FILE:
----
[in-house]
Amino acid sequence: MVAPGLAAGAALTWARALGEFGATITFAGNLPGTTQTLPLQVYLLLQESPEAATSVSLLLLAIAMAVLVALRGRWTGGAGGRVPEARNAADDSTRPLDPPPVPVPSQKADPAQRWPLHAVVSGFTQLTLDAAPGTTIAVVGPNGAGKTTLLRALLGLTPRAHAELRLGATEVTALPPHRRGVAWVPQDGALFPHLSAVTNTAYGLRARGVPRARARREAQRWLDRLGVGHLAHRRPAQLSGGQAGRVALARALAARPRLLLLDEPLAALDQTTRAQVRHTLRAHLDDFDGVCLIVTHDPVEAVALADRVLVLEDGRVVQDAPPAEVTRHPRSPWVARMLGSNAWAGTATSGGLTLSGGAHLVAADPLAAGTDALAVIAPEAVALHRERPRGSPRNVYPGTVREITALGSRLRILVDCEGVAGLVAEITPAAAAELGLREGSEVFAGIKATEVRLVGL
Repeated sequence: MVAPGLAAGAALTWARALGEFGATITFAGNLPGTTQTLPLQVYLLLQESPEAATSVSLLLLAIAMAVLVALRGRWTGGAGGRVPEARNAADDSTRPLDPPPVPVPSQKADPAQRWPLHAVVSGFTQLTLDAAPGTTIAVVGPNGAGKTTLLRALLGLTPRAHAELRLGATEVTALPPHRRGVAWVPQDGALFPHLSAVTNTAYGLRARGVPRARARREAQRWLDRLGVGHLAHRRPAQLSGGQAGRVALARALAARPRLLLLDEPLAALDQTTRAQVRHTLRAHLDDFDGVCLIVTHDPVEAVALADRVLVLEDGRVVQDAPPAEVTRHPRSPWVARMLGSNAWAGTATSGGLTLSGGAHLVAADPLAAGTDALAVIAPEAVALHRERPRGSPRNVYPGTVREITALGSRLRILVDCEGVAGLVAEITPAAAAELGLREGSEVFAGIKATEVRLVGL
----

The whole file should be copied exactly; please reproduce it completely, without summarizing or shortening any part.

[in-house]
Amino acid sequence: MVAPGLAAGAALTWARALGEFGATITFAGNLPGTTQTLPLQVYLLLQESPEAATSVSLLLLAIAMAVLVALRGRWTGGAGGRVPEARNAADDSTRPLDPPPVPVPSQKADPAQRWPLHAVVSGFTQLTLDAAPGTTIAVVGPNGAGKTTLLRALLGLTPRAHAELRLGATEVTALPPHRRGVAWVPQDGALFPHLSAVTNTAYGLRARGVPRARARREAQRWLDRLGVGHLAHRRPAQLSGGQAGRVALARALAARPRLLLLDEPLAALDQTTRAQVRHTLRAHLDDFDGVCLIVTHDPVEAVALADRVLVLEDGRVVQDAPPAEVTRHPRSPWVARMLGSNAWAGTATSGGLTLSGGAHLVAADPLAAGTDALAVIAPEAVALHRERPRGSPRNVYPGTVREITALGSRLRILVDCEGVAGLVAEITPAAAAELGLREGSEVFAGIKATEVRLVGL
Repeated sequence: MVAPGLAAGAALTWARALGEFGATITFAGNLPGTTQTLPLQVYLLLQESPEAATSVSLLLLAIAMAVLVALRGRWTGGAGGRVPEARNAADDSTRPLDPPPVPVPSQKADPAQRWPLHAVVSGFTQLTLDAAPGTTIAVVGPNGAGKTTLLRALLGLTPRAHAELRLGATEVTALPPHRRGVAWVPQDGALFPHLSAVTNTAYGLRARGVPRARARREAQRWLDRLGVGHLAHRRPAQLSGGQAGRVALARALAARPRLLLLDEPLAALDQTTRAQVRHTLRAHLDDFDGVCLIVTHDPVEAVALADRVLVLEDGRVVQDAPPAEVTRHPRSPWVARMLGSNAWAGTATSGGLTLSGGAHLVAADPLAAGTDALAVIAPEAVALHRERPRGSPRNVYPGTVREITALGSRLRILVDCEGVAGLVAEITPAAAAELGLREGSEVFAGIKATEVRLVGL